Anne VandeMoortel is a Moline school nurse, blogger, grandmother of five, Prader-Willi mother, serial hobbyist, and collector of people and their stories.

I look forward to summer vacation as much as any of the children at my school. There are many chores I think I will tackle, flowers to tend, jewelry to make, and loads of other prospective ways to spend a summer vacation. It is a valuable perk of working at a school.

There are many other perks; such as the surprising things the children say or getting to watch two girls hold hands as they skip out of the building at the end of a day, but for a nurse one of the biggest perks has to be the schedule. I get to have breaks throughout the year, but the most valuable is knowing I’m available to spend every holiday with my family.

I don’t have to work nights, second shift, every other weekend, or be on call for my unit. Time for myself, for my life, is the absolute best perk.

Each day the magic of the internet brings me my memories in the form of a Facebook time capsule. I am always grateful to see tidbits of information I posted in the past.

My memory is not nearly as precise as the cookies or bytes or whatever it is that stores my Facebook posts. Opening my computer in the morning to be greeted by a toothless, gummy grin of a grandchild who now has almost all permanent teeth in his mouth makes me grin from ear to ear! It is fun to compare photos of my flowers from previous years to the blossoms currently brightening my garden.

Looking at the photographs and memories is like having a virtual scrapbook or a ready-made online journal.

I am able to see difficult times that I survived, hilarious mishaps I have documented, and poignant moments captured by prose and pictures.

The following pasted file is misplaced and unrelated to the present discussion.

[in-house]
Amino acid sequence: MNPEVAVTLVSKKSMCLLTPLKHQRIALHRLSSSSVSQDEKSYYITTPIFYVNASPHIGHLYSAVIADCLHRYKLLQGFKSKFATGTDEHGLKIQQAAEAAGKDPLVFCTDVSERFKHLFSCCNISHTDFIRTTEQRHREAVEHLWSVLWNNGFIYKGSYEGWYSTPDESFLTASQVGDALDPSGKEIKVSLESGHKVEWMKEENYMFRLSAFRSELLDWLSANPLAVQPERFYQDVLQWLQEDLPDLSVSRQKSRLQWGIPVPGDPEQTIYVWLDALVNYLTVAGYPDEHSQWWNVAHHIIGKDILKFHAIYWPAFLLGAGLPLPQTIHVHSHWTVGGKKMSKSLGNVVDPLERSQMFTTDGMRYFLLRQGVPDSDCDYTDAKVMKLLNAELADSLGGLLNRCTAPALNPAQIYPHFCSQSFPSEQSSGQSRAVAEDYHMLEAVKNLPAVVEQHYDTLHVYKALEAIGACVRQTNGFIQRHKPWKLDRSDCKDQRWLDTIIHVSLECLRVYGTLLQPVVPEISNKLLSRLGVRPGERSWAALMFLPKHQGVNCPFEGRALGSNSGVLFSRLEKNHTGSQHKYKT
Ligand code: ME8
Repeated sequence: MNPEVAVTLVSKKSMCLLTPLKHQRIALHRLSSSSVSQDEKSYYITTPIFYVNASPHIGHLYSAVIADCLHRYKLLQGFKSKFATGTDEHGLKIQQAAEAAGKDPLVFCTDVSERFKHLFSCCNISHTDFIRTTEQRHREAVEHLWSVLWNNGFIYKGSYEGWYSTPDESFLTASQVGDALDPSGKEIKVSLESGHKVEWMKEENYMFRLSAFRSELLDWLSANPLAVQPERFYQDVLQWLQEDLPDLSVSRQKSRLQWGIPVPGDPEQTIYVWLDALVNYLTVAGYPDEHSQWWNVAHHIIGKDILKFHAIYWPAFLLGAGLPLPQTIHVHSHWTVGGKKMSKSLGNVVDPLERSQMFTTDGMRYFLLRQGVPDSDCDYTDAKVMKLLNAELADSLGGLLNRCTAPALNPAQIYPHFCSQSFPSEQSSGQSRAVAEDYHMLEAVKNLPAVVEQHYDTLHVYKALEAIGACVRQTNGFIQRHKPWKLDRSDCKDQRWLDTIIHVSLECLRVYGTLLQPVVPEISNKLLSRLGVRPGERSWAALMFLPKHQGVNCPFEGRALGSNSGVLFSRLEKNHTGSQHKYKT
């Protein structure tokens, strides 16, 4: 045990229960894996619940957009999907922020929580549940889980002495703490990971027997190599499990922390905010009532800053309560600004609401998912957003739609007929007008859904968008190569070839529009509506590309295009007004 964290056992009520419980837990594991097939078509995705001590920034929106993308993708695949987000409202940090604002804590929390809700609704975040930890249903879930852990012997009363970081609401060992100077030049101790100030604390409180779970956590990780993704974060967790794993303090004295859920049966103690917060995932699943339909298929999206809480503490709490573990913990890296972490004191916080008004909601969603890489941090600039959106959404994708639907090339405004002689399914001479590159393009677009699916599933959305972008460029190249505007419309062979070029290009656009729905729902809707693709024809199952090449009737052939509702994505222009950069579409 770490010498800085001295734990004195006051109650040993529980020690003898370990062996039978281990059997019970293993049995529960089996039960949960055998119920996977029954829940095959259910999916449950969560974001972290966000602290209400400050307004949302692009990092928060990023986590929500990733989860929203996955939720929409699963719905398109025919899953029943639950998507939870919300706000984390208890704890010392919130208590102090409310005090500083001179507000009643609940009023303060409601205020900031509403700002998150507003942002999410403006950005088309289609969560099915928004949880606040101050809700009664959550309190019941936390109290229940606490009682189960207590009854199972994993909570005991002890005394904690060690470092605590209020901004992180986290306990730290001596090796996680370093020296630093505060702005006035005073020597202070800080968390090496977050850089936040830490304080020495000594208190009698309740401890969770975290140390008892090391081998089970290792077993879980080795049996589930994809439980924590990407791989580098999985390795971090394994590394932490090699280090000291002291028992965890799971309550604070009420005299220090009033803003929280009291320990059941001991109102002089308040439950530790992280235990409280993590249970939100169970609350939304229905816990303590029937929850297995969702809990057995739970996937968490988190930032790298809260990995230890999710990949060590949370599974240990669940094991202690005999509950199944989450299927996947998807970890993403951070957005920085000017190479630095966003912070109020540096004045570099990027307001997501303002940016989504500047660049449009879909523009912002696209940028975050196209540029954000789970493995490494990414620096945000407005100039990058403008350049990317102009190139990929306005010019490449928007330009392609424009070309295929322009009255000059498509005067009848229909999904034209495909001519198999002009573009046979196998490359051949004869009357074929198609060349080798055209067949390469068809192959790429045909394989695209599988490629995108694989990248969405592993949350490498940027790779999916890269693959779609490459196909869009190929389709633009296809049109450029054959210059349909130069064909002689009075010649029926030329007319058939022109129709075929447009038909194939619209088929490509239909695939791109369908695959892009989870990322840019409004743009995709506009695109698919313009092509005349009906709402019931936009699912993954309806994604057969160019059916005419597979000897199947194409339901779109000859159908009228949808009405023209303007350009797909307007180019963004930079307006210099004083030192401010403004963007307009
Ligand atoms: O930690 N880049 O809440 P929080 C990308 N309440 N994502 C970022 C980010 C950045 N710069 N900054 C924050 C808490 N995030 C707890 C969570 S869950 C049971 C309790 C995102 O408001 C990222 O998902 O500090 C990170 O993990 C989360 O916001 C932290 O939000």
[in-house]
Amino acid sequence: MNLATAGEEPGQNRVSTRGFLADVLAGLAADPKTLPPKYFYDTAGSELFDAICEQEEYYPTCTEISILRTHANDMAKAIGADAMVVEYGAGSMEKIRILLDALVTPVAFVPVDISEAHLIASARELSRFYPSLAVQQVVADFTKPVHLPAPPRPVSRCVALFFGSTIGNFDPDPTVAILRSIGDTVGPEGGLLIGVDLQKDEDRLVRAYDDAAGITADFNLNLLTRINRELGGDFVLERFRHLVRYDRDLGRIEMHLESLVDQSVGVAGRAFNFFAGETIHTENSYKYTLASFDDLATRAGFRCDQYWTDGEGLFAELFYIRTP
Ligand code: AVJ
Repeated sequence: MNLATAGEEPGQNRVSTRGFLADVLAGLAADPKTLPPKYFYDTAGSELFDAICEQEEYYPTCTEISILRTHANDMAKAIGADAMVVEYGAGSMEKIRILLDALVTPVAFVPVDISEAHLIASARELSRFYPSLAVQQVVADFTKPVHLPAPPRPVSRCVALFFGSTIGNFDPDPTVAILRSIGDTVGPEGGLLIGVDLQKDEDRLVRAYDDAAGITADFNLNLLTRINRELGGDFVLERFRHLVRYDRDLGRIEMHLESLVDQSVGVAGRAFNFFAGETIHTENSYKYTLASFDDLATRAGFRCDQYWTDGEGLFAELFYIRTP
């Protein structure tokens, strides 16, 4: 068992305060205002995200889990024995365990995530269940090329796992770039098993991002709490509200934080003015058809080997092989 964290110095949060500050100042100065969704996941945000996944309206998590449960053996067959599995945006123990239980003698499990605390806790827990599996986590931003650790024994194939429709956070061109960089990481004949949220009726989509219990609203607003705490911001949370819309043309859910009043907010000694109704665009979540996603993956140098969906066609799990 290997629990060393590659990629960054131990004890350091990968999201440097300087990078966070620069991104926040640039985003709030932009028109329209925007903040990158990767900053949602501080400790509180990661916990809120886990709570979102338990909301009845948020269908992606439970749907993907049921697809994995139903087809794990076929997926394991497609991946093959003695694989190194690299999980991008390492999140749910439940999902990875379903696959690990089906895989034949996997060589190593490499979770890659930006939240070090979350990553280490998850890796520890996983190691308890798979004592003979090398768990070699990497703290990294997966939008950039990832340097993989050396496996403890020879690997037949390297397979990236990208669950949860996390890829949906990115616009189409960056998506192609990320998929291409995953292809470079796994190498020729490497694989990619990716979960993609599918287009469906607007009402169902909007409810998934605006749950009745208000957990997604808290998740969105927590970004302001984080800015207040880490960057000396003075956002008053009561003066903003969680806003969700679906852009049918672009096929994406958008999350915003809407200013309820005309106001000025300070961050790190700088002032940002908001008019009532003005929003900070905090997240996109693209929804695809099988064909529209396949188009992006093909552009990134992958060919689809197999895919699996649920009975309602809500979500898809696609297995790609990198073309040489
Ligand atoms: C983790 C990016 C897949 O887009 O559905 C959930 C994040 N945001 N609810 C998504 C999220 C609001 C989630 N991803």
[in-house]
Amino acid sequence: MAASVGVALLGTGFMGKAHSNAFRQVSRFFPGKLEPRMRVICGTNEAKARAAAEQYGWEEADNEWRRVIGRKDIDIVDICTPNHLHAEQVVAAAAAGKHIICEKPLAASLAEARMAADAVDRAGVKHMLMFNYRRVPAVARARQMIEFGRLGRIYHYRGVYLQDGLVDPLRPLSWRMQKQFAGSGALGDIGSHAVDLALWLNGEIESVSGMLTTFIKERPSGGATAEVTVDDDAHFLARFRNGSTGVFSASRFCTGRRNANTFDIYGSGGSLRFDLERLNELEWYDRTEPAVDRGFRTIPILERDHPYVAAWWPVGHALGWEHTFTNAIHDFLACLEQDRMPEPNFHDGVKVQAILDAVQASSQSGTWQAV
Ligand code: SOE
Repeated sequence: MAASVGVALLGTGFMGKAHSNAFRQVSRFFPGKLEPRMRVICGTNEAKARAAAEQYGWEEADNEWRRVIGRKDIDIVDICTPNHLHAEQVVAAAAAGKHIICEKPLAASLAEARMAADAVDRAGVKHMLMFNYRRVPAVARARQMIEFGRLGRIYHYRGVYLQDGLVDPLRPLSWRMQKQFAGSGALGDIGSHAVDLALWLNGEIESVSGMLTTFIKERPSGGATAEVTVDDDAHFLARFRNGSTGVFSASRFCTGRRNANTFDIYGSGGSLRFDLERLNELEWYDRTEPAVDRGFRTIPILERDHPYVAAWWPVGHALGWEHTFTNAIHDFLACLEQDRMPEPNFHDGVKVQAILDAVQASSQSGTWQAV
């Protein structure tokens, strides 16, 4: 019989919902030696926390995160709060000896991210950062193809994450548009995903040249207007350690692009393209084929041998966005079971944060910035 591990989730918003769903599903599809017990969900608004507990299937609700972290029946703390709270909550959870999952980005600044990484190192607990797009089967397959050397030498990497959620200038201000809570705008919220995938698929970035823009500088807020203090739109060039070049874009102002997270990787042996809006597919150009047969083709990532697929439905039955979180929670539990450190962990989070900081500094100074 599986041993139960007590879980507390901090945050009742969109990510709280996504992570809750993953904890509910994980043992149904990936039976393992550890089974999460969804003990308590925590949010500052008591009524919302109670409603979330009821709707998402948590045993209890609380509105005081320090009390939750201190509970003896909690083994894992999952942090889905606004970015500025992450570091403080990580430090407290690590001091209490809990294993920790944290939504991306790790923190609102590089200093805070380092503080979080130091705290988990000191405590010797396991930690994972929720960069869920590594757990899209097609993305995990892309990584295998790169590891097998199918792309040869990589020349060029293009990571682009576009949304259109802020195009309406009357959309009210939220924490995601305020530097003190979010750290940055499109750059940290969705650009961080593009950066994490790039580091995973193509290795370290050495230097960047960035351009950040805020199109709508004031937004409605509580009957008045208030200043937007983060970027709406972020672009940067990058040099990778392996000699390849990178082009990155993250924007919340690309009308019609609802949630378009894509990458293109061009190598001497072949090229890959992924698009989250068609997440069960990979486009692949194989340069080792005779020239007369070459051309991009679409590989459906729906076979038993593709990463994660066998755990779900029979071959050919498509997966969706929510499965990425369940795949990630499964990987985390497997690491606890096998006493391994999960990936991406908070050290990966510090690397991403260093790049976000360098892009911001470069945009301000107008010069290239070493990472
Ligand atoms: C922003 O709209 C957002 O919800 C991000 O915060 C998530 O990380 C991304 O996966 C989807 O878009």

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Each year when I have the opportunity to speak with the fifth-graders I encourage them to keep a journal. I have been pleased to learn that some of them already do, and I stress to others what an asset it can be to look back at your entries, which might provide hope when days are tough, and the can also be an encouragement to see how you made it through other rough times.

I don’t know if any of the students end up thinking it is a good idea, but I tell them it will give them their own autobiography that 50 years from now, when they pull it out of a box from their parent’s attic, they will read through the pages and be reminded of stories long forgotten about daily events at school.

As my days of summer vacation drew to an end, I realized that I did not spend it cleaning closets or doing various other things I had hoped to accomplish during my time off. But I did make jewelry. During my last week off, I started to create mermaid jewelry. I could feel the minutes tick by quickly with each bead I strung and I felt a need to rush through a summer’s worth of days all in one week.

My linens are still askew on their shelves, outdated sunscreen and antibiotic ointment tubes still tumble around in a drawer but, by golly, I made some necklaces!

The day after I started beading, Facebook told me that I had done the same thing last year. The week before school started I made turquoise bling. I scrolled through the memories to see the year before that it was leather bracelets. Scrolling further showed the year before was word pendants.

I certainly see a pattern here. The end of summer isn’t going to roll around without me accomplishing something!

Anne VandeMoortel is a Moline school nurse, blogger, grandmother of five, Prader-Willi mother, serial hobbyist, and collector of people and their stories.


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